>>BugBear at Sophos
>>BugBear at Sophos
It may be Microsoft's time to feel a little smug. For years Redmond has been the butt of jokes --- and curses --- for the vulnerability its systems seemed to have to viruses. Now Linux has fallen prey to a nasty bug of its own, one that has created a giant peer-to-peer attack network from thousands of infected Linux Web servers. Only computer systems running both Apache Web server software and the Linux operating system are vulnerable, New Scientist reports. But that's a heck of a lot of machines. Once installed on a machine, the Linux.Slapper.Worm tries to forward itself on to other computers. "But unlike many other worms, it also tries to establish connections with computers that have already been infected," the magazine reports. The bug was first identified Friday, and though characterized by computer security firms as slow-moving, has so far infected an estimated 3,500 machines. In a note accompanying the worm, the author says it was designed as a proof-of-concept for "educational" purposes and should not be used for destructive attacks.
The good thing about using silicon in electronic components is that it is abundant and easy to dope with other materials to help control how electrons flow through it. The bad thing is that it becomes unstable at high temperatures, say above 150C. Diamonds are also pretty easy to dope, and can handle temperatures up to 400C with ease, but natural diamonds are lousy with impurities that can ruin electric flow. And man-made ones are comprised of many small crystals whose borders likewise interfere with a circuit's feng shui. But New Scientist reports today that researchers have developed a synthetic diamond film comprised of a single crystal that may be terrific for chips and such. "In the short term, the new diamond electronic components are likely to be too expensive to replace everyday silicon chips, which in any case work well for many applications. But diamond components may be useful in specialised applications," the magazine says. Likely uses include flat panel displays, big radar systems and space craft.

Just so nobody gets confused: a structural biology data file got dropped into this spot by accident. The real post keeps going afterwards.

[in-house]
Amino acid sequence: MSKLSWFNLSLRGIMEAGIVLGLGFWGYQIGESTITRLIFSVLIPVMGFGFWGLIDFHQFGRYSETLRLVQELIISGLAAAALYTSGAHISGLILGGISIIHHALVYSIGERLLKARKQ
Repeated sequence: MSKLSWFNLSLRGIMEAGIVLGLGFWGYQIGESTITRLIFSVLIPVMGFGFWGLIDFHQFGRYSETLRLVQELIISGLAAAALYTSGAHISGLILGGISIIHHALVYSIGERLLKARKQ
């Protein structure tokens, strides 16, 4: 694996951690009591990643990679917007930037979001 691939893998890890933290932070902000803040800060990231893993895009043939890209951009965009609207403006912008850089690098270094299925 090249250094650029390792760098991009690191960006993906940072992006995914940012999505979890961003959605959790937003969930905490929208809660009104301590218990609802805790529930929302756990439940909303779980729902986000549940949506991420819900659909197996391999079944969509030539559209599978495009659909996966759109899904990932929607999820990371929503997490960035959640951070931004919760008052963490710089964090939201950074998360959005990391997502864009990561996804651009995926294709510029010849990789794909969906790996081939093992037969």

Proving again that clever sloth trumps dull industriousness, a mischievous group of transistors at a British university has spontaneously converted itself into -- of all things -- a radio receiver. No word yet if the transistors are next planning to materialize as headphones or a graphic equalizer. New Scientist reports that the recreating of century-old technology occurred at the University of Sussex in Brighton during an experiment that was unusual in its own right. Researchers took transistors, added an evolutionary computer program and were expecting to end up with an oscillator -- a repeating sign wave signal. Instead of forming their own waves, though, the transistors utilized a part on a nearby circuit board as an antenna and began receiving the oscillations from an adjacent computer. Somewhere out in the ether, Guglielmo Marconi ought to be proud. And slackers everywhere, too.
New Scientist says that a military attack on Iraq could see the first use of an e-bomb designed to destroy electronics but not harm people. U.S. intelligence reports that Iraq has moved much of its military infrastructure underground or beneath civilian buildings like hospitals. As such, the magazine says, the role of non-lethal and precision weapons would be a critical factor in any conflict. The U.S. reportedly has in its arsenal High Power Microwave (HPM) devices that produce an electromagnetic field so strong they can destroy electronic equipment in hardened command, control, communications and computer targets. One mechanism for achieving this sounds like something out of "Back to the Future": An explosive pumped flux generator. That device is essentially a bomb which with a combination of explosives and electronics, sends out an electromagnetic wave of up to tens of millions of Amps. By comparison, a typical lightning strike --- which can wreak plenty of damage on its own --- carries just 30,000 Amps.